Whilst the water puddle and dipole methods use geoelectrical
techniques to identify faults in standard geomembranes, the
spark test method allows technicians to identify leaks during
the installation of a different form of conductive
geomembranes. These conductive geomembranes are the result of
recent innovations in geomembrane manufacturing methods,
allowing a conductive layer to be included on one side of the
traditional geomembrane layer.
Technicians can also apply the spark test method to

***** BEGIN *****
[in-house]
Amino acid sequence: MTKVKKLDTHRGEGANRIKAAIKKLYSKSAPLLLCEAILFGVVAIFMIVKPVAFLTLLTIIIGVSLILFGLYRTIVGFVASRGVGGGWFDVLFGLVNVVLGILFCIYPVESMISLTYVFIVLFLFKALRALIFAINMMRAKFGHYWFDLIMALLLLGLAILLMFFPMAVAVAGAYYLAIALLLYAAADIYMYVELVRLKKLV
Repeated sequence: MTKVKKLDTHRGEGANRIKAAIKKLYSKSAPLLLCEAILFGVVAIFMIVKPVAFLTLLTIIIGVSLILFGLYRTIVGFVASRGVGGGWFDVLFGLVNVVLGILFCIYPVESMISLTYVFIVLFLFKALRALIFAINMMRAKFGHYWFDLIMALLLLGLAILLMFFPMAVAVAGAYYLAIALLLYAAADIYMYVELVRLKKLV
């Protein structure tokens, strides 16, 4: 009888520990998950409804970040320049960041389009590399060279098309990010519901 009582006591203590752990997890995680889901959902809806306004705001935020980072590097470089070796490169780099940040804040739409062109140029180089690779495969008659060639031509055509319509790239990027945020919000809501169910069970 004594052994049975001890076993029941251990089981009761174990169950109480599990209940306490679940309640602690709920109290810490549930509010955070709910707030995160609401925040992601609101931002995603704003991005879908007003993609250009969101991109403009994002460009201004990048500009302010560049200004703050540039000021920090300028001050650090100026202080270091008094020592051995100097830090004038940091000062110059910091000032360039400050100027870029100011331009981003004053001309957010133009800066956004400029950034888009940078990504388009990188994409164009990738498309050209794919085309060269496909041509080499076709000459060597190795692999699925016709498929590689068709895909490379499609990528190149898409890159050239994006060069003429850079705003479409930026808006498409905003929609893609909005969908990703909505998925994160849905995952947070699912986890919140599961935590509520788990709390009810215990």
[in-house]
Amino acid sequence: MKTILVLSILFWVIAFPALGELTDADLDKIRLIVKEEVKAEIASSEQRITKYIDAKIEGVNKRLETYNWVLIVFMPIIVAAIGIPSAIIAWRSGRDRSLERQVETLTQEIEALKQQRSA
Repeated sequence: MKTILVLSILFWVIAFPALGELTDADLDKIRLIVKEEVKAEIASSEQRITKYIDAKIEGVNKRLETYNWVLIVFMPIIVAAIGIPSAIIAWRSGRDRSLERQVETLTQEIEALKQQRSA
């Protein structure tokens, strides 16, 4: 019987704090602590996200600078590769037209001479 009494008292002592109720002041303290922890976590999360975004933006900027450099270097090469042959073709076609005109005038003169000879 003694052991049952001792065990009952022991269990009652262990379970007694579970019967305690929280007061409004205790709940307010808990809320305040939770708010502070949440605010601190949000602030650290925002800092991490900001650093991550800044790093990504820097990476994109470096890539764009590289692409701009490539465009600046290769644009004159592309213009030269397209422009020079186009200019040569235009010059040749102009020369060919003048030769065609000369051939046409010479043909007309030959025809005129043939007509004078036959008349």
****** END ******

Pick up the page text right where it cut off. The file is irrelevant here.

traditional geomembranes installed in direct contact with a
To apply the spark test method, the geomembrane must be
installed with the conductive layer facing downwards. A
portable voltage source applies an electrical charge to the
geomembrane which in turn acts as a capacitor, storing the
electrical charge. When a metal brush is passed over the
charged membrane, the stored electrical charge is released
through any faults in the membrane as an electrical arc.
This release is detectable by a technician and a single test
pass over a conductive membrane gives leak detection
technicians an accurate picture of its integrity, identifying
faults, splits and tears as small as 1mm2. Groupe Alphard
applies the method as standardised by ASTM standard D7240-06.